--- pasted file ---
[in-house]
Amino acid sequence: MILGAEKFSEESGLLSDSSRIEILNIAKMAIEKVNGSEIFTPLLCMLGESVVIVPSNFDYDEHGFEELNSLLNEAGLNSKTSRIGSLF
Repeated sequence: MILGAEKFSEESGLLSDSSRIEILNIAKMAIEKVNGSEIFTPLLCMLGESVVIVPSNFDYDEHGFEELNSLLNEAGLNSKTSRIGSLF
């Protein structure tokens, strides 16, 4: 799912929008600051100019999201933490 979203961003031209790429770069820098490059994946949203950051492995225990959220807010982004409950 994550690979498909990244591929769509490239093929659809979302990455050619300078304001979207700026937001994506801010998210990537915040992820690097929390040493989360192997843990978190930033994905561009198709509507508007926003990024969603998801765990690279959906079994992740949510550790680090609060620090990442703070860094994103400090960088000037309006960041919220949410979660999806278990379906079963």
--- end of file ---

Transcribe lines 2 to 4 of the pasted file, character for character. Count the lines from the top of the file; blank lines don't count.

Amino acid sequence: MILGAEKFSEESGLLSDSSRIEILNIAKMAIEKVNGSEIFTPLLCMLGESVVIVPSNFDYDEHGFEELNSLLNEAGLNSKTSRIGSLF
Repeated sequence: MILGAEKFSEESGLLSDSSRIEILNIAKMAIEKVNGSEIFTPLLCMLGESVVIVPSNFDYDEHGFEELNSLLNEAGLNSKTSRIGSLF
């Protein structure tokens, strides 16, 4: 799912929008600051100019999201933490 979203961003031209790429770069820098490059994946949203950051492995225990959220807010982004409950 994550690979498909990244591929769509490239093929659809979302990455050619300078304001979207700026937001994506801010998210990537915040992820690097929390040493989360192997843990978190930033994905561009198709509507508007926003990024969603998801765990690279959906079994992740949510550790680090609060620090990442703070860094994103400090960088000037309006960041919220949410979660999806278990379906079963």